When you turn on your air conditioner or adjust it down to a cooler setting, do you detect an odour that seems damp or stale? If so, you should know that this is not normal. Ideally, an air conditioner should not produce any smells at all.
While the musty smell is not dangerous per se, it could be a sign of mould somewhere in your HVAC system. Breathing in mould spores can cause health issues affecting the upper respiratory tract. If you have allergies or asthma, you could have a severe reaction. The smell is a warning that you should have professional air conditioning services in Kitchener to identify and correct the problem. If you are wondering why this is happening, here are some possible causes.
1. Full Drain Pan
Part of the way that an air conditioner lowers the temperature of your building is by removing moisture from the air, making it less humid. The A/C accomplishes this by drawing the warm air over the evaporator coils, which are freezing cold. The change in temperature causes the water vapour in the air to cool and condense. The drain pan is located underneath the evaporator coils to catch the drops of water that condense from the evaporator coils in residential air conditioning.
The drain pan is one of the most important parts of the air conditioner. Because it sees so much use, it can develop problems such as corrosion or cracking. A drain pan that is no longer functioning efficiently may grow mould, which accounts for the musty smell when you turn on the air conditioner or reset it.
2. Blocked Condensate Line
One of the reasons that your drain pan may be full is that your condensate line is blocked. Once the water vapour is condensed and collected in the drain pan, it has to go someplace else to make room for more. The condensate line allows water to run from the drain pan to a location outside the home, whether to the landscaping or a wastewater line. The condensate line isn’t very wide in diameter, which means it doesn’t take much to block it. Sludge can build up in the condensate line, and mold and mildew can grow there as well, all of which can lead to blockages.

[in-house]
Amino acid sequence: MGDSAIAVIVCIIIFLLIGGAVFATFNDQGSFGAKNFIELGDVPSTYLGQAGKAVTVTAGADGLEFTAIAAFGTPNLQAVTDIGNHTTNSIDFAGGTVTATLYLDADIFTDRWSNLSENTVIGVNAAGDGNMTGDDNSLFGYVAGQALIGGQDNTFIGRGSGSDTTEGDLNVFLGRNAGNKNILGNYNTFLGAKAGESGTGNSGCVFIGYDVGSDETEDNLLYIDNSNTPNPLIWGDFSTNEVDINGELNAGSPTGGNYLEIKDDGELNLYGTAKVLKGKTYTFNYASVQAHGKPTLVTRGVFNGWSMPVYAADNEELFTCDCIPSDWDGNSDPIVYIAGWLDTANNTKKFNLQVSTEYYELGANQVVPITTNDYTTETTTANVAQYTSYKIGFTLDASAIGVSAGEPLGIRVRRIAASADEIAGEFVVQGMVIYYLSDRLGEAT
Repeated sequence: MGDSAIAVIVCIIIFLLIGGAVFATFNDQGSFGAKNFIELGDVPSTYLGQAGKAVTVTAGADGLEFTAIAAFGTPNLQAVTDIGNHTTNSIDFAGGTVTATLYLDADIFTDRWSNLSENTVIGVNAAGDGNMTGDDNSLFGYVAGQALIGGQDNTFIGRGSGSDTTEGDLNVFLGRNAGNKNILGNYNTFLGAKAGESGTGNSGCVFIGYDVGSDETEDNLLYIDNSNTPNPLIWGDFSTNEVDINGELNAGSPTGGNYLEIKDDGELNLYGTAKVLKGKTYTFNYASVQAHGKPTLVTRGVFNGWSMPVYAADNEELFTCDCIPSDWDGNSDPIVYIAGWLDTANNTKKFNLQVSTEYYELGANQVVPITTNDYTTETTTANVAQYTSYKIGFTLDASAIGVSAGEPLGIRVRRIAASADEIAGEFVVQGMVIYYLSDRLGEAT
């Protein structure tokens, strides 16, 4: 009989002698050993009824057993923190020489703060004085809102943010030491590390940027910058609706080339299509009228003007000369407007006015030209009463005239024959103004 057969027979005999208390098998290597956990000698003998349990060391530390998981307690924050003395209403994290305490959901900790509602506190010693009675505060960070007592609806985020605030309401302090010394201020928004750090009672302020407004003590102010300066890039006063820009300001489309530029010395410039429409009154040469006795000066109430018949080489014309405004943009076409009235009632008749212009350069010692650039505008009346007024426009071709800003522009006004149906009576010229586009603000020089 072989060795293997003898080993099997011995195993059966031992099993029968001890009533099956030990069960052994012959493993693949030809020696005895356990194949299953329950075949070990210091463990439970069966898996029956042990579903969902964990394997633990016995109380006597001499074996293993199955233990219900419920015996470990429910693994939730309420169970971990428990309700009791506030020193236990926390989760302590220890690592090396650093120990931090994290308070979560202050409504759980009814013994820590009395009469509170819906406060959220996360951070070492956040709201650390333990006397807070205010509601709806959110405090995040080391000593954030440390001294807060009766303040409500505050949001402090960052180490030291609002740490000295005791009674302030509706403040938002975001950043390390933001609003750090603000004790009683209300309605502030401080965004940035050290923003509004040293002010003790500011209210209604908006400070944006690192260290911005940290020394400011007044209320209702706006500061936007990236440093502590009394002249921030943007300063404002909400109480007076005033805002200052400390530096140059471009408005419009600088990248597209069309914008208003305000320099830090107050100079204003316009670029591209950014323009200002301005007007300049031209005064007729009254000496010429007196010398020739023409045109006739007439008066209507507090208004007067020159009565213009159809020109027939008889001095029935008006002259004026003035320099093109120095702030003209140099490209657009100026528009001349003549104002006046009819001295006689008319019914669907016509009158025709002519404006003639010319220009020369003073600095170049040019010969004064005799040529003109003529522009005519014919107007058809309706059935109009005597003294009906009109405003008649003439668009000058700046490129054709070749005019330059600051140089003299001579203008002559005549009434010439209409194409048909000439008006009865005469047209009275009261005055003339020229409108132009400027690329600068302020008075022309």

3. Excess Moisture in Vents or Air Ducts
If the drain pan is full, perhaps because of a blocked condensate line, the water in the drain pan may back up into the ductwork. Excess water in the ductwork can cause mold and mildew to grow. High humidity levels can also cause mould and mildew growth within the ductwork. Left unchecked, it can spread throughout the ductwork. This can be a problem because, when the air conditioner is operating, the circulating air can pick up the mould spores and spread them throughout the house. This accounts for the musty smell that you perceive when you turn on the air conditioner, and it also increases the likelihood of suffering upper respiratory complaints from breathing in the spores.
4. Wrong Size of the A/C Unit
Many factors determine the size of the air conditioning unit you need. In addition to the square footage of your building, the local climate, height of your ceiling, type of insulation, and the number of occupants all make a difference. When it comes to air conditioners, bigger is not necessarily better. Excess moisture can result when the air doesn’t become completely dehumidified because it is cycling through the building too quickly because your air conditioner is too large.
CJ Brubacher has been in business for nearly 100 years. During that time, we have gained the necessary expertise to provide the best HVAC services to our clients. Find out more about our residential and commercial air conditioning services.